Jan. 25, 2012, 1:50 pm
I hadn’t looked at this particular study closely. One thing to stress from the outset, though, is that this whole debate has tended to lump together “counterfeiting” (trademark infringement, usually involving physical goods) and “piracy” (copyright infringement, encompassing both physical media sales and online digital transfers). From a policy perspective, this is misleading, if not outright deceptive. Whatever amount is spent globally on fake Nikes imported in bulk by retailers, it has very little to do with the debate over policy aimed at shutting down cyberlockers to reduce illicit downloads by individual consumers. You might as well cite an estimate of the total economic cost of “crime.” The reliability of those figures is hard for me to independently evaluate, as they’re based on an OECD extrapolation from national customs interdiction reports, by methods that aren’t entirely clear at a glance from the underlying OECD report. I have various reservations about the methodology used to generate the digital piracy estimates, but I won’t bore you by getting into those weeds, as it’s not really necessary for what you’re concerned with.
Smith’s claim appears to be drawn from an appendix to this study suggesting that U.S. consumption of (physical) counterfeit and (digital) pirated goods totals “between $66 billion and $100 billion,” meaning that is the total legal market value of such goods. At the risk of stating the obvious: This is not a measure of “costs” to the U.S. Economy, or even of costs to the affected industries. Moreover, most of that figure has nothing to do with “online piracy.” The estimate of U.S. consumption of “digitally pirated products” (TV/movies, music, and software) is “between $9 billion and $25 billion.” But that is STILL not a measure of “costs to the U.S. economy,” or even to the relevant industries.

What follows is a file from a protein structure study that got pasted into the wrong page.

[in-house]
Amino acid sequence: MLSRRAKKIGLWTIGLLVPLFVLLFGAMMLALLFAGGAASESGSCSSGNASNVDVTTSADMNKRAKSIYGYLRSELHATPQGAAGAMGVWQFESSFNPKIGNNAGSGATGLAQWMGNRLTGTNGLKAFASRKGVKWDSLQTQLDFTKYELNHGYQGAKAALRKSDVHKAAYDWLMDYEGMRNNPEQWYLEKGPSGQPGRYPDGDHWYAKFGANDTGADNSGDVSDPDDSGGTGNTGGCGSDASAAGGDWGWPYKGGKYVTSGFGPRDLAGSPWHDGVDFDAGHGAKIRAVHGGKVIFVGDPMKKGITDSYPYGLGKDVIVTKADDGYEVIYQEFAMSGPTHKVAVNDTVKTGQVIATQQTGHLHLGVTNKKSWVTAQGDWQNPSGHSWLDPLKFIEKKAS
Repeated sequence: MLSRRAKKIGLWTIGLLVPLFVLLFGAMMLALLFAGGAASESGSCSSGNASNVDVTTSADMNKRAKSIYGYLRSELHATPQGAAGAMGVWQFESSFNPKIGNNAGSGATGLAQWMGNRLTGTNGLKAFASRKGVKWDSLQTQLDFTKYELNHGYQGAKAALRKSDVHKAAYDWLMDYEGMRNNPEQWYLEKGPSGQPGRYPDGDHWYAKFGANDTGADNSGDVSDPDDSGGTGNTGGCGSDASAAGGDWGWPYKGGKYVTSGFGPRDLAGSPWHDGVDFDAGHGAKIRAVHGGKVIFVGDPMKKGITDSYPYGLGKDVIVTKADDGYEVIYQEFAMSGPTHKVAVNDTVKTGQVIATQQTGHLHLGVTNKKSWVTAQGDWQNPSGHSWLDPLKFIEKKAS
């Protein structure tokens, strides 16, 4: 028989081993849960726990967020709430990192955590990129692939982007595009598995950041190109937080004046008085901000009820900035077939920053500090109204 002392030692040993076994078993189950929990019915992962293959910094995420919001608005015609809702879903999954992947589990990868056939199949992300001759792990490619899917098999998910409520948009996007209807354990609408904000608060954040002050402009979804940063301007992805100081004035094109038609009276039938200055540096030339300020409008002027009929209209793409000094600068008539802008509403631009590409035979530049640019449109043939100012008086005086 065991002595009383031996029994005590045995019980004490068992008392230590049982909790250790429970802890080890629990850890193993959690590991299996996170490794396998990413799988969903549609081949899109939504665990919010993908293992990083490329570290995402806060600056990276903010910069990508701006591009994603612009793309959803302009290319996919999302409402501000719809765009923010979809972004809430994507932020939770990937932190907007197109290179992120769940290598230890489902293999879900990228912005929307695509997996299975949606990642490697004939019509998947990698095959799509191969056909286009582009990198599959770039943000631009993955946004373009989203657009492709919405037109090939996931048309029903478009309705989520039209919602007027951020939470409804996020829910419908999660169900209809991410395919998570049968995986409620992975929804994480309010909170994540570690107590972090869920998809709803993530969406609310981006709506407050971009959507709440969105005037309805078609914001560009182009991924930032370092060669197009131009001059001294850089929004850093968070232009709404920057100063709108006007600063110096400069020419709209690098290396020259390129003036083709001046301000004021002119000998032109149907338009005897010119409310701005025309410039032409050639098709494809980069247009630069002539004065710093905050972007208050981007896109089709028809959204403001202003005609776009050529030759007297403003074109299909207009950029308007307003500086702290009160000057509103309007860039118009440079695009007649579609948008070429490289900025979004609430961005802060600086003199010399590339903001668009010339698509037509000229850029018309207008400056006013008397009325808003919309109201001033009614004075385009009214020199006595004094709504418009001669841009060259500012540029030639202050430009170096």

To figure out how much of that $9-$25 billion in illicit downloads is actually a “loss” to the music, movie, and software industries, you first need to figure out how many people who were interested in downloading something for free would actually have paid for the product if they couldn’t get it free. There are plenty of kids out there who will download a dozen albums, never get around to listening to half of them, play another five once, and actually listen to one regularly. As the report itself notes, survey data suggests that the sales displacement rate for music is about 20% among U.S. college students, and I’d expect it to be even lower for teens with less disposable income. Some of the best designed studies of music filesharing actually find no statistically significant effect on recorded music sales, but pretty much everyone agrees the displacement rate is nowhere near one-to-one in any of these sectors. Assuming the aggregate value of downloaded material is accurate—again, I have no good way to check that—the sales losses are a fraction of that total at most.